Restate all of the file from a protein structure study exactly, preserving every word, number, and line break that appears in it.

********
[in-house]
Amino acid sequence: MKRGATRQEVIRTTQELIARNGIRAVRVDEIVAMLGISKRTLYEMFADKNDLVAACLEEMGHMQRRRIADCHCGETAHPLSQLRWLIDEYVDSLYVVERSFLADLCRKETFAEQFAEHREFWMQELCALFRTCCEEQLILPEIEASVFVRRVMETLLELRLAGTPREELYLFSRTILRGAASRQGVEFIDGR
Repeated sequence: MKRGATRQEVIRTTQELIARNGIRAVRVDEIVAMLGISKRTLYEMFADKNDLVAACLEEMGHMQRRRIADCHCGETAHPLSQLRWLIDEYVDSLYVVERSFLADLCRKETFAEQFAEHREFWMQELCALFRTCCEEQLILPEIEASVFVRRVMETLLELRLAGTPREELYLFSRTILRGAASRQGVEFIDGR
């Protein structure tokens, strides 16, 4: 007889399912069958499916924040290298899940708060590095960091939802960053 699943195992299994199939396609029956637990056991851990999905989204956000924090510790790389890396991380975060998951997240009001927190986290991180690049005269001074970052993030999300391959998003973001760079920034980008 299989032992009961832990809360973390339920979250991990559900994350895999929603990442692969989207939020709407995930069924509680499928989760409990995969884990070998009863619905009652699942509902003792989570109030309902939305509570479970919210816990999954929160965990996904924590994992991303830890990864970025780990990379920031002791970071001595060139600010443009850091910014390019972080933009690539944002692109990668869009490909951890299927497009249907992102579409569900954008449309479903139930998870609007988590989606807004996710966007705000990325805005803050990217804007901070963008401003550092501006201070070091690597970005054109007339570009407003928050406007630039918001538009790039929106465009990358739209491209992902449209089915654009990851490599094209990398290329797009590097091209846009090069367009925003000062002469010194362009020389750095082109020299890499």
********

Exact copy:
[in-house]
Amino acid sequence: MKRGATRQEVIRTTQELIARNGIRAVRVDEIVAMLGISKRTLYEMFADKNDLVAACLEEMGHMQRRRIADCHCGETAHPLSQLRWLIDEYVDSLYVVERSFLADLCRKETFAEQFAEHREFWMQELCALFRTCCEEQLILPEIEASVFVRRVMETLLELRLAGTPREELYLFSRTILRGAASRQGVEFIDGR
Repeated sequence: MKRGATRQEVIRTTQELIARNGIRAVRVDEIVAMLGISKRTLYEMFADKNDLVAACLEEMGHMQRRRIADCHCGETAHPLSQLRWLIDEYVDSLYVVERSFLADLCRKETFAEQFAEHREFWMQELCALFRTCCEEQLILPEIEASVFVRRVMETLLELRLAGTPREELYLFSRTILRGAASRQGVEFIDGR
């Protein structure tokens, strides 16, 4: 007889399912069958499916924040290298899940708060590095960091939802960053 699943195992299994199939396609029956637990056991851990999905989204956000924090510790790389890396991380975060998951997240009001927190986290991180690049005269001074970052993030999300391959998003973001760079920034980008 299989032992009961832990809360973390339920979250991990559900994350895999929603990442692969989207939020709407995930069924509680499928989760409990995969884990070998009863619905009652699942509902003792989570109030309902939305509570479970919210816990999954929160965990996904924590994992991303830890990864970025780990990379920031002791970071001595060139600010443009850091910014390019972080933009690539944002692109990668869009490909951890299927497009249907992102579409569900954008449309479903139930998870609007988590989606807004996710966007705000990325805005803050990217804007901070963008401003550092501006201070070091690597970005054109007339570009407003928050406007630039918001538009790039929106465009990358739209491209992902449209089915654009990851490599094209990398290329797009590097091209846009090069367009925003000062002469010194362009020389750095082109020299890499």